Vintage windows make the most amazing and charming crafts.
Crafty gardeners use them as succulent frames, filled with Sempervivum and hung vertically to show off the textures and colours of these fantastic plants.
They can be made into window box planters – a faux window with an attached planter box to show off Pelargoniums or other annual blooms, or simply as a back drop for a display of old time bottles and cans or outfitted with very rustic shutters.
They are also magnificent made into Wardian cases, a little greenhouse to grow ferns, Saintpaulia and other humidity loving plants.
Whatever you decide to use your salvaged vintage windows for, here are a few pointers.
Make sure that you double check that the putty used for installing the glass is solid; there’s nothing worse than completing your craft, only to have the glass panes fall out. It’s easy enough - although tedious - to apply new putty, but it’s much easier to do it before you build.
I use window putty which comes in a little jar, and very pliable. Apply it only in a warm area, as it won’t work properly if it’s too cold.
Check if you’re going to hang the vintage window craft on a wall that the wood is not rotten where you plan to put hooks.
A vertical succulent planter will be heavy, so it may need extra security of running wire around the bottom just in case.
Vintage windows without glass can be used for succulent frames, by adding a couple of layers of dimension lumber to add some soil depth.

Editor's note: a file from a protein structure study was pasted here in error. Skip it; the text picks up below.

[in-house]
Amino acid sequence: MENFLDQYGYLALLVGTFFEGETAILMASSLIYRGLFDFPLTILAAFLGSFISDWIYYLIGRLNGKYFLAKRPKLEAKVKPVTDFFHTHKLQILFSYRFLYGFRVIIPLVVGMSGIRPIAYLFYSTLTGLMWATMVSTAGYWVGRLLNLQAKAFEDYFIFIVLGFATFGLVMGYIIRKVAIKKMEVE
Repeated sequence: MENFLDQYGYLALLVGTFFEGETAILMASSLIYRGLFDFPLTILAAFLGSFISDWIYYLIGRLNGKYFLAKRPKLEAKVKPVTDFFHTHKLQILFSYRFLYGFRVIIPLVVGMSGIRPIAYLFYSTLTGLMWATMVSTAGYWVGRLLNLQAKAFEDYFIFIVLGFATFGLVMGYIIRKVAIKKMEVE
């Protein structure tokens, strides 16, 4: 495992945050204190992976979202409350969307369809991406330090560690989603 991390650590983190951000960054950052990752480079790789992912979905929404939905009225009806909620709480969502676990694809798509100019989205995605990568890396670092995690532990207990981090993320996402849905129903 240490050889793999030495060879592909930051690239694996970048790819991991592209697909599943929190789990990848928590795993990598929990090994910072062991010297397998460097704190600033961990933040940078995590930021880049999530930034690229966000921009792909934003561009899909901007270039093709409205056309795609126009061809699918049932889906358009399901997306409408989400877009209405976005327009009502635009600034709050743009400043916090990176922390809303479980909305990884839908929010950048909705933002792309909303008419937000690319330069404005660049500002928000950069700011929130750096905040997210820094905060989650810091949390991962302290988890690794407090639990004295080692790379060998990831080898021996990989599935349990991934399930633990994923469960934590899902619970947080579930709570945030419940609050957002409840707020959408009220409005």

A piece of black plastic pea netting across the top of that, but under the window frame will prevent the soil and plants from washing out.
Make sure the plants are rooted firmly before hanging – in most cases, a month or maybe two will be adequate time.
I use the unrooted
chicks of Sempervivum which will root through the plastic netting to
hold it all in place. Carefully insert the stolon, or stem into the
soil, or just set the unrooted chicks onto the surface of the soil; leave the window horizontal until the plants are firmly rooted before hanging it up.
Look for vintage windows with the original wavy old glass in wooden frames. The single panes of most old windows won’t hold out the cold much – in modern times, double paned glass is the norm; luckily for us, the old vintage wooden windows are readily available to make into unique and interesting crafts.
I will also give extra points for a window with unusual or interesting catches or hardware.
What about if your frame only has screen? There's an idea for that too.